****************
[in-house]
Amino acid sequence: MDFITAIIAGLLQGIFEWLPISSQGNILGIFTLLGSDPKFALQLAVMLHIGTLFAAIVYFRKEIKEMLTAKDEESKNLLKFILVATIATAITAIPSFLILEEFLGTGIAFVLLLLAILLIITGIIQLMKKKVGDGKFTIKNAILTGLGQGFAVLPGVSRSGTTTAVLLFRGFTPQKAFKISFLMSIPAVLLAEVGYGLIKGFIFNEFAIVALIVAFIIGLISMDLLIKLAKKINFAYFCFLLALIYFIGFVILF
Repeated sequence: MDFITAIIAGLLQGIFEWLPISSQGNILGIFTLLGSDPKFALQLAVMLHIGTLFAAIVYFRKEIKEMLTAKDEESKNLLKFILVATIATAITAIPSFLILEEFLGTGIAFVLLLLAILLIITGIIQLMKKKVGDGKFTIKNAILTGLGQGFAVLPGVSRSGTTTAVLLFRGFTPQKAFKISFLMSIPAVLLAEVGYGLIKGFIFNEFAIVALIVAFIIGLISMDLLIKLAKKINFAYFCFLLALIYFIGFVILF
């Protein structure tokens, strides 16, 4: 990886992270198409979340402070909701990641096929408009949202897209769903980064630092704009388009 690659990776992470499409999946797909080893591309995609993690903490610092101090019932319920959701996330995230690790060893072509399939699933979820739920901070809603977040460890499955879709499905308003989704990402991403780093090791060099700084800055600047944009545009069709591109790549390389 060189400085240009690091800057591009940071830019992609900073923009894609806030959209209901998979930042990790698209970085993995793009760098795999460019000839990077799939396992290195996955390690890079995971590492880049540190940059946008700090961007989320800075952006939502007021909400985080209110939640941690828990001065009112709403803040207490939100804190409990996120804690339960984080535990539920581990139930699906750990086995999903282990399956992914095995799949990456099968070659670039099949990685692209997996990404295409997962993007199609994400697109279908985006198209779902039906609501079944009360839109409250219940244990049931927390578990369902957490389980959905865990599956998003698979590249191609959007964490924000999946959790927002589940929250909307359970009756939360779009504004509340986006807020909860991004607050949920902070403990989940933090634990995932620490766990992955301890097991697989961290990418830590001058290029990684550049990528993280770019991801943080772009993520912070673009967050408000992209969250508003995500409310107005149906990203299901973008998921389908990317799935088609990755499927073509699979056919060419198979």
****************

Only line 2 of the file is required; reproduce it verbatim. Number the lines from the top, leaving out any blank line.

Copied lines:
Amino acid sequence: MDFITAIIAGLLQGIFEWLPISSQGNILGIFTLLGSDPKFALQLAVMLHIGTLFAAIVYFRKEIKEMLTAKDEESKNLLKFILVATIATAITAIPSFLILEEFLGTGIAFVLLLLAILLIITGIIQLMKKKVGDGKFTIKNAILTGLGQGFAVLPGVSRSGTTTAVLLFRGFTPQKAFKISFLMSIPAVLLAEVGYGLIKGFIFNEFAIVALIVAFIIGLISMDLLIKLAKKINFAYFCFLLALIYFIGFVILF